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Tuesday, June 5, 2007
Monday, April 30, 2007
Interior decoration or décor is the art of decorating a room so that it is attractive, easy to use, and functions well with the existing architecture. The goal of interior decoration is to provide a certain "feel" for the room; it encompasses applying wallpaper, painting walls and other surfaces, choosing furniture and fittings, such as light fixtures, floorplans and providing other decorations for the area such as paintings, sculptures and carpets. In some cases, interior decorating is performed professionally by certified interior decorators (C.I.D.)
The role of interior decorator probably came into existence in the 1720s in Western Europe, although interior design was performed by men of diverse backgrounds. Although William Kent trained as a history painter, he was often cited as the first person to take charge of an entire interior, including internal architecture, furniture selection and the hanging of paintings.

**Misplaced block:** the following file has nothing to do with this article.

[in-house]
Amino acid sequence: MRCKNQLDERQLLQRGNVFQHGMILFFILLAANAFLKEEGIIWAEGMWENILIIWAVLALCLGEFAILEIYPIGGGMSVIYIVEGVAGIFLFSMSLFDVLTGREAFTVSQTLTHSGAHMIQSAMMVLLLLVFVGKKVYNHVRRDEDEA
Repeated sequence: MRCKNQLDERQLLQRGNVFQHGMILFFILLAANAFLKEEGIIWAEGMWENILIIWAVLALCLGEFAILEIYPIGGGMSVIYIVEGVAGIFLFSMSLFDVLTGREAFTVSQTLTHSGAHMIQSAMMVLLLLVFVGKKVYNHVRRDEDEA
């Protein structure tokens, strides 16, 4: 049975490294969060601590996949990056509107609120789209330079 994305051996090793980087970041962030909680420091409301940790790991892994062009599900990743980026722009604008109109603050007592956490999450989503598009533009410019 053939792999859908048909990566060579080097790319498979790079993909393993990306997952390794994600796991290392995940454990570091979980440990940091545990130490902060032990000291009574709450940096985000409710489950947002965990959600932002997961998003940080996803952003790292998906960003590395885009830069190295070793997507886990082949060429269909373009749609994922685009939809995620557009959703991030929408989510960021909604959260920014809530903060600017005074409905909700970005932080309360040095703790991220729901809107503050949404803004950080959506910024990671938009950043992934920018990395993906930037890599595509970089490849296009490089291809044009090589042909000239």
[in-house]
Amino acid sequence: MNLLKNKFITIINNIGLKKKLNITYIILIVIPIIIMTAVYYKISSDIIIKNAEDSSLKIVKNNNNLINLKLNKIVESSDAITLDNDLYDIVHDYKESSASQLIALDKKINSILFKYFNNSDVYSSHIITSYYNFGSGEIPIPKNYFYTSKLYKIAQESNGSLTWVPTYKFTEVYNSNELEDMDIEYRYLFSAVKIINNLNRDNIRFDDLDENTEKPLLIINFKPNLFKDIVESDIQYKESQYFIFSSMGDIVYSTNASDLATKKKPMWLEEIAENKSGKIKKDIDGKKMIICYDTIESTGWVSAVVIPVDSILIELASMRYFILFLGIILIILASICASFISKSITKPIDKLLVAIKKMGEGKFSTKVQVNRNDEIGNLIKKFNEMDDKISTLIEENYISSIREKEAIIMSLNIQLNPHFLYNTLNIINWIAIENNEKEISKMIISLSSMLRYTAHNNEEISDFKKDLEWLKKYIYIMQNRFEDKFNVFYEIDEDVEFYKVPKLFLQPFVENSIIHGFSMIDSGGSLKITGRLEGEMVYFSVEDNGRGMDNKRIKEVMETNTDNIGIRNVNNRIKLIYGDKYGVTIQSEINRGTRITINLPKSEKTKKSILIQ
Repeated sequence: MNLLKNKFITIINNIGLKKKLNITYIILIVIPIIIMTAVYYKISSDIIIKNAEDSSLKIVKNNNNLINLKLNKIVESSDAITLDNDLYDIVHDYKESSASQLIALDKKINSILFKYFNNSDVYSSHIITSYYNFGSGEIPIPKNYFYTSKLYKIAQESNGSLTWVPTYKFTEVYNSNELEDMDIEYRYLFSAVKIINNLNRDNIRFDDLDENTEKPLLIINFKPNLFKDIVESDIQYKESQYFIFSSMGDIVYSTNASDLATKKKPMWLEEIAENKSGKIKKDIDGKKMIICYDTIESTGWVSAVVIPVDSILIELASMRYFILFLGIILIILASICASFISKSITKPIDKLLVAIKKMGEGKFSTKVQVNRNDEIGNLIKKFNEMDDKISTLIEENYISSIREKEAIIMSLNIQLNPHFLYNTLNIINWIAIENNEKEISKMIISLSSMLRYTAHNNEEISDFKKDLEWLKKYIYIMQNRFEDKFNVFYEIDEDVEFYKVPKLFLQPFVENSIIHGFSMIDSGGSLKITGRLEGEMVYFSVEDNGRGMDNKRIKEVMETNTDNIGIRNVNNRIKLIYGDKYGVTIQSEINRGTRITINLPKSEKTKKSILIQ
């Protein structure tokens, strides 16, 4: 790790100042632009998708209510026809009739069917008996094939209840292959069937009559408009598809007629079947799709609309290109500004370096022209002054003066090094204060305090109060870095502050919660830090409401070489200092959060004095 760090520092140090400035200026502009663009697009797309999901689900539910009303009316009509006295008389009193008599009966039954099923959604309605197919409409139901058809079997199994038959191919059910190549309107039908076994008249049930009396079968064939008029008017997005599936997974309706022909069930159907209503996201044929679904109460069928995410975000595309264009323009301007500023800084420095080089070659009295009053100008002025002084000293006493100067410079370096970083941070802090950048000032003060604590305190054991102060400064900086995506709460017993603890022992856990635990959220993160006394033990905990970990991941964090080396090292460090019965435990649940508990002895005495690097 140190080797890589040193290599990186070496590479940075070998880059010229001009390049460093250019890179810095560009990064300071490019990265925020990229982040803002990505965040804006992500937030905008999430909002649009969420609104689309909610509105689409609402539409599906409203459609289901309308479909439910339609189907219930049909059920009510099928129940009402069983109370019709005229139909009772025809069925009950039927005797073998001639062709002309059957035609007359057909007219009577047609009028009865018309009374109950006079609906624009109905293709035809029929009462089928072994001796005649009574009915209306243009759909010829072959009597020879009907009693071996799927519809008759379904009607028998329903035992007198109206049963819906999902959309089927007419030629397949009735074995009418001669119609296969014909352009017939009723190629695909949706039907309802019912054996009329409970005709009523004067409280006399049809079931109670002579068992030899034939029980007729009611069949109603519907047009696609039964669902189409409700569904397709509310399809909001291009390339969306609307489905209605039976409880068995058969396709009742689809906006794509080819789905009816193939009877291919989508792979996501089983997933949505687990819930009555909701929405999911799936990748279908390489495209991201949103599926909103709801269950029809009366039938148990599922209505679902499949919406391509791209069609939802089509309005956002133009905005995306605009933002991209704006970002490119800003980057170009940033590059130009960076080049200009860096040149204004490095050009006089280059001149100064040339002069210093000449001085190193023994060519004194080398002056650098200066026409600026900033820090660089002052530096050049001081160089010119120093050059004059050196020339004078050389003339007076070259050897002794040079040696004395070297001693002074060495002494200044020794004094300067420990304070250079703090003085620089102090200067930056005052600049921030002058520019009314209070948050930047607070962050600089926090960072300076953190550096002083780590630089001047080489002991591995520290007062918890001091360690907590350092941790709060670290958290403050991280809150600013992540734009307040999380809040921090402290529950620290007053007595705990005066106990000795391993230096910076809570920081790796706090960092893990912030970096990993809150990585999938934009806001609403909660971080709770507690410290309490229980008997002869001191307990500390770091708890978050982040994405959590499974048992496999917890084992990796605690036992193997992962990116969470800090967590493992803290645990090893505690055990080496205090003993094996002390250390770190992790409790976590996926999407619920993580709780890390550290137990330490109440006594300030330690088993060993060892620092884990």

In London, this role was frequently filled by the upholsterer (sometimes called the upholder), while in Paris the marchand-mercier (a "merchant of goods" who acts as general contractor) often filled this role. Architects both in Great Britain and on the European continent also often served as interior decorators. Robert Adam, the neoclassical architect, is perhaps the most well-know late-century example of an architect who took on entire interiors, down to the doorknobs and fire-irons. Other 18th-century men who filled the role of interior decorator include Sir William Chambers, James Wyatt and Dominique Daguerre (marchand-mercier who emigrated to England).
During the 1830s, interior decorators were responsible for the revival of interest in Gothic and Rococo styles in England. By the late 19th century, some firms set themselves apart as "art furnishers."
D`Artz : Decoration